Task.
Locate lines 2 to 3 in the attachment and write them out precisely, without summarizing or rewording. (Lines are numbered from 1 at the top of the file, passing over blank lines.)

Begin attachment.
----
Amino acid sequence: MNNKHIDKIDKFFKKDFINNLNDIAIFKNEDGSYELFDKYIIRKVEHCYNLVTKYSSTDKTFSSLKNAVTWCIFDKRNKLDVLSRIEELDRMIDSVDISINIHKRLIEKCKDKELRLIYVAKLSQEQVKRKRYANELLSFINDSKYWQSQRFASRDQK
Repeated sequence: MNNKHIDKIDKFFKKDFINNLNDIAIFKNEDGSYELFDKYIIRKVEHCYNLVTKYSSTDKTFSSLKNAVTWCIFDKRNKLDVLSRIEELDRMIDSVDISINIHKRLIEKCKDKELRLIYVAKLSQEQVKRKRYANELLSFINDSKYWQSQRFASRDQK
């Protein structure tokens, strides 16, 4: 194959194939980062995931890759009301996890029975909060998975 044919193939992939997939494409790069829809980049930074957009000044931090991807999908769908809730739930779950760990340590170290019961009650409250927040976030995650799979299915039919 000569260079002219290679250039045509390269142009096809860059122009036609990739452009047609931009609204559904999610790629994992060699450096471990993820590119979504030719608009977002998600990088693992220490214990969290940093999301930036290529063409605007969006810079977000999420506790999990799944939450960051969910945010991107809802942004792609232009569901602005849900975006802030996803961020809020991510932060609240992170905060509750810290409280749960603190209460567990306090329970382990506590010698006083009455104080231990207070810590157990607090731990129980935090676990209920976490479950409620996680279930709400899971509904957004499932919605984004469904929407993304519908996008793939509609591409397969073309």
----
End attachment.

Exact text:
Repeated sequence: MNNKHIDKIDKFFKKDFINNLNDIAIFKNEDGSYELFDKYIIRKVEHCYNLVTKYSSTDKTFSSLKNAVTWCIFDKRNKLDVLSRIEELDRMIDSVDISINIHKRLIEKCKDKELRLIYVAKLSQEQVKRKRYANELLSFINDSKYWQSQRFASRDQK
């Protein structure tokens, strides 16, 4: 194959194939980062995931890759009301996890029975909060998975 044919193939992939997939494409790069829809980049930074957009000044931090991807999908769908809730739930779950760990340590170290019961009650409250927040976030995650799979299915039919 000569260079002219290679250039045509390269142009096809860059122009036609990739452009047609931009609204559904999610790629994992060699450096471990993820590119979504030719608009977002998600990088693992220490214990969290940093999301930036290529063409605007969006810079977000999420506790999990799944939450960051969910945010991107809802942004792609232009569901602005849900975006802030996803961020809020991510932060609240992170905060509750810290409280749960603190209460567990306090329970382990506590010698006083009455104080231990207070810590157990607090731990129980935090676990209920976490479950409620996680279930709400899971509904957004499932919605984004469904929407993304519908996008793939509609591409397969073309």